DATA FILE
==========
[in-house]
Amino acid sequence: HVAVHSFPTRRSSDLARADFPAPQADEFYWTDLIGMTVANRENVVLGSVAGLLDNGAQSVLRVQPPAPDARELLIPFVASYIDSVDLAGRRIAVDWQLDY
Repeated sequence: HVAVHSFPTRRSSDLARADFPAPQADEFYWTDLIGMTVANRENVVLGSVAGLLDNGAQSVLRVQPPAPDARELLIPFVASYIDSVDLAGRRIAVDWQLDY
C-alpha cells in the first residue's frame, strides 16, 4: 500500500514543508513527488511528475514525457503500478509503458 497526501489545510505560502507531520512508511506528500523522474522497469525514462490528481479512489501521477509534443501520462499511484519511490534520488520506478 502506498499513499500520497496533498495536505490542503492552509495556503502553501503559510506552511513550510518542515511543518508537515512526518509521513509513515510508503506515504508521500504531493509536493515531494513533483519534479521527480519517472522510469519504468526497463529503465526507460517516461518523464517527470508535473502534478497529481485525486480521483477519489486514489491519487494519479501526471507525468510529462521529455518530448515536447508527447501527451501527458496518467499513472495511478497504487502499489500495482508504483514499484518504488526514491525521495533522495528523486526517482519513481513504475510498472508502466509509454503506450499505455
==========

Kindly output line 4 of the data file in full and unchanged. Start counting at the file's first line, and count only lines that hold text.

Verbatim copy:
C-alpha cells in the first residue's frame, strides 16, 4: 500500500514543508513527488511528475514525457503500478509503458 497526501489545510505560502507531520512508511506528500523522474522497469525514462490528481479512489501521477509534443501520462499511484519511490534520488520506478 502506498499513499500520497496533498495536505490542503492552509495556503502553501503559510506552511513550510518542515511543518508537515512526518509521513509513515510508503506515504508521500504531493509536493515531494513533483519534479521527480519517472522510469519504468526497463529503465526507460517516461518523464517527470508535473502534478497529481485525486480521483477519489486514489491519487494519479501526471507525468510529462521529455518530448515536447508527447501527451501527458496518467499513472495511478497504487502499489500495482508504483514499484518504488526514491525521495533522495528523486526517482519513481513504475510498472508502466509509454503506450499505455